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Better monitoring will be fundamental to efforts to improve dairy cow welfare, says Dick Esslemont, who calls for the introduction of a scientifically designed and rigorously implemented national cow and calf recording scheme
FOLLOWING several recent reports on animal welfare and on new approaches to veterinary intervention (FAWC 2009a, 2009b, Lowe 2009) the NFU recently produced a Dairy Cow Welfare Strategy calling for the supply of independent, impartial and expert information on disease and productivity in dairy herds (NFU 2010).
Monitoring schemes, developed to show that farmers are delivering quality-assured milk, are often lightweight and the results are mostly kept secret. The NFU's strategy document describes the state of health and welfare of the dairy industry without mentioning disease and welfare statistics. It may be that putting figures into print is too worrying for a producer organisation or it may be because there are too few up-to-date indices available.
The NFU's document does set out a plan, if only in outline, for better monitoring of health and welfare in dairy herds. This is likely to be a far larger task than suggested. However, it may be that, sooner or later, the EU will impose a rigorous scheme on member states (EFSA 2009). The key to the monitoring of animal welfare, and hence the understanding of where the problems actually are, is to do more than to record the treatments carried out by a group of volunteer practitioners. Full data are needed on, at least, a representative, randomly selected sample of dairy farms, across all farming systems, accounting for such factors as size of herd, breed and yield level.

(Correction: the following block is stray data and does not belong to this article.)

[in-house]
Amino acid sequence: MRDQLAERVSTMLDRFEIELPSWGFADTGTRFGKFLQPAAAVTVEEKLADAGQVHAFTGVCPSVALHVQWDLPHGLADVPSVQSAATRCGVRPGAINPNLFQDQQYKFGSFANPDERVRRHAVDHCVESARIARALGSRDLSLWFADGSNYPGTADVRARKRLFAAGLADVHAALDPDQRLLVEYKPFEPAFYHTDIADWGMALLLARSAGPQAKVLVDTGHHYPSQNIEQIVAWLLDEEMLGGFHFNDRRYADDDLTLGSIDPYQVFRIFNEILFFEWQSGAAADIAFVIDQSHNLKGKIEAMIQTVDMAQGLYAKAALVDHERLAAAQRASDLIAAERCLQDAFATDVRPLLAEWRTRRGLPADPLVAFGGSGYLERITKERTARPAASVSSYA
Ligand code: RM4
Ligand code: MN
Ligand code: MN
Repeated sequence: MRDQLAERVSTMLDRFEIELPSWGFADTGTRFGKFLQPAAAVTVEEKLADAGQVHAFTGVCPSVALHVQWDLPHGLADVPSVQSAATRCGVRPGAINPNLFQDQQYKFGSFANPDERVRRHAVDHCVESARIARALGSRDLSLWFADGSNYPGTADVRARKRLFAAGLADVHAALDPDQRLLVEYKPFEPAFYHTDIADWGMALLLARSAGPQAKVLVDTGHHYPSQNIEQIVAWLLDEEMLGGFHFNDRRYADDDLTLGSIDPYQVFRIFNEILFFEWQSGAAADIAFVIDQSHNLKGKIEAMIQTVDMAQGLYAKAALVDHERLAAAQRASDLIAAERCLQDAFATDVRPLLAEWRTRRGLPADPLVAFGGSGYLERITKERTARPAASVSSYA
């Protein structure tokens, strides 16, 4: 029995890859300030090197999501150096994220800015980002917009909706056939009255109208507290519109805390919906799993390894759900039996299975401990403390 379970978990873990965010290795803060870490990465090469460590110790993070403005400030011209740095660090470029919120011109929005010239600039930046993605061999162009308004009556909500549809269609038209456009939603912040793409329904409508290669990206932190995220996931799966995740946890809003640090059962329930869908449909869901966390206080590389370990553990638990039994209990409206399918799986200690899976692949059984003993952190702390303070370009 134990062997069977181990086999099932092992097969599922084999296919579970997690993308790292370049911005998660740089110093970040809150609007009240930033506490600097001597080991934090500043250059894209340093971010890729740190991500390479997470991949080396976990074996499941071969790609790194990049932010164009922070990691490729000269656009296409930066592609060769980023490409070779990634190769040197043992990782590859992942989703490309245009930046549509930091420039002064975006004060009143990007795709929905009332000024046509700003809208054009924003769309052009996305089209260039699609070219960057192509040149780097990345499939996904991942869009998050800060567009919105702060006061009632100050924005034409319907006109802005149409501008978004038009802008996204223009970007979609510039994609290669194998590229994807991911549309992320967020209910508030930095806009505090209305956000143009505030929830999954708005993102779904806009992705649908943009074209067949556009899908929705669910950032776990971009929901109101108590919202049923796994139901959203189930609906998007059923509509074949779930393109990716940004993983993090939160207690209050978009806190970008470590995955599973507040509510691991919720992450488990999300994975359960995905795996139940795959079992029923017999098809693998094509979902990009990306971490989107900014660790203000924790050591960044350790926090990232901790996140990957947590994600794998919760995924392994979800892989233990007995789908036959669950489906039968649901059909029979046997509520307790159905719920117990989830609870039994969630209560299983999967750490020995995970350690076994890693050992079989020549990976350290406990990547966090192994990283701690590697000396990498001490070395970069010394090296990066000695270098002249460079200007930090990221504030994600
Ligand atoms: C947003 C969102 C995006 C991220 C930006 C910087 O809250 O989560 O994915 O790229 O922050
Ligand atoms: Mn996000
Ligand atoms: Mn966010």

Ideally, all dairy farms should be fully recorded, with a well-designed disease, production and management recording system. All cattle movement, milk recording and pedigree data need integrating into …